In writing about the astonishing power of both Wordsworth and Coleridge’s late eighteenth-century attitudes towards the natural scene John Danby, in his 1960 publication The Simple Wordsworth, referred to Coleridge’s ‘Conversation pieces’ as moving ‘like water over moss’:

 

The ‘conversations’ are internal dialogues. They are a mind making itself up in flux and re-flux, not an overbearing iteration of pre-rehearsed assertions. The reader overhears. The poem is the living plasm of a psychic process delicately controlled…The physical environment in which the thinking solitary is placed becomes a living partner in the thinking. It provides objective correlatives for the personal process. Internal and external prompt each other, modify each other, stand for each other, in a way that makes it difficult to speak of subject and object as divided opposites, where the object is symbolic and the symbol an effort to grasp its object more entirely.

 

 

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Peter Larkin’s 2010 piece of writing, ‘Brushwood by Inflection’, opens with a quotation from Theodor Adorno:

 

The less of life remains, the more seductive it is for consciousness to take the bare harsh remnants of the living for the appearance of the Absolute.

 

If there is a tone of Apocalyptic warning in Larkin’s writing it is always tempered by hope and the quotation from Adorno is followed by the words of Christ taken from The Gospel According to S. Luke as He is led away to crucifixion:

 

For if they do this when the wood is green, what will happen when it is dry?

 

The insistence of growth, the tenacious thrusting forth of life in the teeth of the ingenuity of mankind, is uplifting. Literally so as ‘The “inflection point” on a branch is where the direction of curve outwards changes to the direction of curve upwards, and is usually a play-off between the elastic bending and thickening growth.’ The word ‘inflection’ carries a range of associations from the politically serpentine (Thomas Elyot’s The Boke named the Governor) to the labyrinthine creation of the home of the Minotaur in Sir Thomas Browne’s The Garden of Cyrus. In Peter Larkin’s writing it denotes the insistence of life’s regeneration:

 

A branch bends continuously even while it thickens and as such the shape of a branch can be seen as a function of time. But any break-off from that branch provokes a compunction of space across a strewnness which wrangles with its proneness before horizon. (Give Forest Its Next Portent, 9)

 

Mathematical certainty and spiritual awareness merge not only with that sly reference to a Mathematics undergraduate at the University of Cambridge but also to the change of curvature from convex to concave at a particular point on a curve:

 

So “inflection” in these texts has a more speculative association, not so much with permanent deformation, as with the trails of brushwood matting which surround trees or edge out beyond their line. After the break from main branch comes a further twist towards these given-aways’ own sensory of gift amid a heaping-up of separation. Now tree becomes the agent for which branch appears the source and brush is the locus. (Give Forest Its Next Portent, 9)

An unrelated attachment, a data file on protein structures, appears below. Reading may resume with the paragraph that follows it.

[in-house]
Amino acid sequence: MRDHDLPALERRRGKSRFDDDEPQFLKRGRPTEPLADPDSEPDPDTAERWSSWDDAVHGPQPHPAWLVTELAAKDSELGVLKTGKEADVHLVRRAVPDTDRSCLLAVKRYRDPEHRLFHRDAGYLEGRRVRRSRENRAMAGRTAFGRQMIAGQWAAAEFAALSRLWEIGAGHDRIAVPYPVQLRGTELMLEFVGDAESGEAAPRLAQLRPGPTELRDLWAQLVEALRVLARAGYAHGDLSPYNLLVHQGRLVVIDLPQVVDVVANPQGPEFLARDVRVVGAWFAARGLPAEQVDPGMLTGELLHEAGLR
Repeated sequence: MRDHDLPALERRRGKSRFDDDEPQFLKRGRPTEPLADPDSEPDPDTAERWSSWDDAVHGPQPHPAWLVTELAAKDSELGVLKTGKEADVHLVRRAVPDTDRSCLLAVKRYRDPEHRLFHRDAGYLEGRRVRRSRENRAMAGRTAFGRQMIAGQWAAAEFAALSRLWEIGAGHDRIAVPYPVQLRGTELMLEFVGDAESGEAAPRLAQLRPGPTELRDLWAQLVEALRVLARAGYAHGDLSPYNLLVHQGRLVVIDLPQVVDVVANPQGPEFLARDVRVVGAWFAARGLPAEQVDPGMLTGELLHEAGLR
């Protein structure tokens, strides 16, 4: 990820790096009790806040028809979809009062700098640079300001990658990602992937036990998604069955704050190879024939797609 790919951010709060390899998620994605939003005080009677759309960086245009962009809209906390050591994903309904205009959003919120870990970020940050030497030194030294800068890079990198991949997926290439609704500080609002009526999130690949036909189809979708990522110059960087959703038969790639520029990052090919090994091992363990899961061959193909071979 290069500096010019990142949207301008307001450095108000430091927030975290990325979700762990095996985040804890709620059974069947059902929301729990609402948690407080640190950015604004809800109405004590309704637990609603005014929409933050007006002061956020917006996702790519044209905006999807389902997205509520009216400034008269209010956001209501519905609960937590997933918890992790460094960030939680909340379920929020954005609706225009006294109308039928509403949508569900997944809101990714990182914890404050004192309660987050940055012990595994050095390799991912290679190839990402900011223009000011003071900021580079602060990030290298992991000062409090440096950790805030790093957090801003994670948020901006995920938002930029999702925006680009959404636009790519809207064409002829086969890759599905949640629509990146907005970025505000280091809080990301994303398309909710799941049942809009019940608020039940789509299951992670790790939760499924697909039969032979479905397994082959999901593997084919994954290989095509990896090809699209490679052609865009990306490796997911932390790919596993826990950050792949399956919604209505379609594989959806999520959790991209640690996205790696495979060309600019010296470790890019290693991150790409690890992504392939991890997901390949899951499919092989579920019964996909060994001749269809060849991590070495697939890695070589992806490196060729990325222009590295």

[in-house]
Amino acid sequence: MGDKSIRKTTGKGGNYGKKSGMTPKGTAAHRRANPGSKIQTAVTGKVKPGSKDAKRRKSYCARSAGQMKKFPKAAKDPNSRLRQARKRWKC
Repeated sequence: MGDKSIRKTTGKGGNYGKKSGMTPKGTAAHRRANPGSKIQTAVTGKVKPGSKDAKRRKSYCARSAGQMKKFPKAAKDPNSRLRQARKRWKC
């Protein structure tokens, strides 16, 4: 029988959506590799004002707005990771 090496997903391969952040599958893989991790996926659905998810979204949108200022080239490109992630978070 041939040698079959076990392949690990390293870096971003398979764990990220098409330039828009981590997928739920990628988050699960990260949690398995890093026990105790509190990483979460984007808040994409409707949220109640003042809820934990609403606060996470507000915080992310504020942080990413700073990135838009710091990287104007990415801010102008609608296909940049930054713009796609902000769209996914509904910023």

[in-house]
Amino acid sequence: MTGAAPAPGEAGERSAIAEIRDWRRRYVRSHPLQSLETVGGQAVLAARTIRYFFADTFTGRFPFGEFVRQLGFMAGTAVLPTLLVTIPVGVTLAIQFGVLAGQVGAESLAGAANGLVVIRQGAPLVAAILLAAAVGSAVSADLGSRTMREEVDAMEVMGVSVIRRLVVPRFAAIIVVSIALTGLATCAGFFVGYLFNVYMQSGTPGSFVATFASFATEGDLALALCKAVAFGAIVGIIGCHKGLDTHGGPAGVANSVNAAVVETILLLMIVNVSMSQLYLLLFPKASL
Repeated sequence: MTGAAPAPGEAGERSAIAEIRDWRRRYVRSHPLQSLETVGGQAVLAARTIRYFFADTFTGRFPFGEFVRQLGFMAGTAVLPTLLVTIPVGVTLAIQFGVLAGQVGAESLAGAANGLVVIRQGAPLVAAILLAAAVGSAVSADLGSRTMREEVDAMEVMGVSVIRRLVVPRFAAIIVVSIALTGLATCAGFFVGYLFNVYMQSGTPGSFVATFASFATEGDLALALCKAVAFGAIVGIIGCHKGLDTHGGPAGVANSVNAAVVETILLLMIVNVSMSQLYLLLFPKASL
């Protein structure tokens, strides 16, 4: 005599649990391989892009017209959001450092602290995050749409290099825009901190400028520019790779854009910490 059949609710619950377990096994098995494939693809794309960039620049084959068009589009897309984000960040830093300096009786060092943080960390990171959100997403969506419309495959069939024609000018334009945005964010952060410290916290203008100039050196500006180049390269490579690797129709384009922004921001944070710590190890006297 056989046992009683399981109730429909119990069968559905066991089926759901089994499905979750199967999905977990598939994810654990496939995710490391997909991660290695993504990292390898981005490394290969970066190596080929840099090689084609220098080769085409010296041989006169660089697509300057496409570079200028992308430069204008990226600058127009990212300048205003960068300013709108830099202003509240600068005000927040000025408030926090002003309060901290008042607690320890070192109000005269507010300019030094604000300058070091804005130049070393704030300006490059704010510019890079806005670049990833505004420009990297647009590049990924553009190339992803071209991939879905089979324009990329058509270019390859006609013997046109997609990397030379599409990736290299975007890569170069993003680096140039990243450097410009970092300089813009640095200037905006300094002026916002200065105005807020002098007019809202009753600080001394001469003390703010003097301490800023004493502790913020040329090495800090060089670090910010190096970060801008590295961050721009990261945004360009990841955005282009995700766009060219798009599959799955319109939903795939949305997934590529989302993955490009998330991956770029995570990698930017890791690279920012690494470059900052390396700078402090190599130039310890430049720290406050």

In Larkin’s work close attention to detail, the precision and honesty of the observer, merge into speculative belief in the insistence of Life. His subtle awareness includes recognition of Darwinian impulses towards survival becoming merged with the human notion of greed as expressed by the language of the military:

 

Given brushwood isn’t code for a wrenched thing lying across

origin but the inflection of it is forescatter where the young

of the year are broken in advance of the trees’ own persistence

—a cob of green cud spat out by the tree’s specialism to vacate

shoulder but recast the forks of surface extending bent matter

to the neck of horizon. (Give Forest Its Next Portent, 11)

 

The breaking of codes has associations with the secrecy of a military campaign and it can never be simply comfortable to hear of the ‘young / of the year’ being ‘broken’. The human act lying behind the word ‘spat’ finds further emphasis with a reference to both ‘shoulder and ‘neck’.

 

where roots creep to their edge quota, brush has swept past bed

to lie out on jammed marginal rota (Give Forest Its Next Portent, 11)

 

A military manoeuvre which might involve both creeping and sweeping might be faced with temporary reversals

 

Where brushwood trips at faltered roots to re-abrupt them, fold

in juxtaposition what is the brittle turn to origin ahead of fuelled

despairs mimicking fluent repairs (Give Forest Its Next Portent, 11)

 

A reference to ‘fuelled’ and to ‘repairs’ will lead three lines further on to ‘surge’ and then ‘tree-limbs’ which will ‘inspect the path’. However, what overrides this militaristic language is a fundamental belief in re-birth as resurrection and ‘the outmapped / lay nestling / in the inflicted’. Whereas at first glance one might be forgiven for associating this compression of linguistic echoes with that to be found in Prynne’s ‘Refuse Collection’, ‘In the curving / mirror of enlarged depravity’, a closer analogy might really be with the much earlier series of poems Prynne first published in The English Intelligencer:

 

Envisaging the chapter-

head in the historical outline as “the

spirit (need) of the age”—its primary

greed, shielded from ignominy by the

like practice of too many others.

 

That

of course is not expansion but acquisition

(as to purchase the Suez Canal was merely

a blatant example): the true expansion

is probably drift, as the Scythians

being nomadic anyway for the most part

slipped sideways right across the Russian

steppes, from China by molecular friction

through to the Polish border.

 

‘Brushwood by Inflection’ concludes

 

inflection the precondition for finiteness what counter-confines

by reach the slights of itself, relational debris attended across

horizoned extent: brush the event from its tree (Give Forest Its Next Portent, 34)

 

Brinton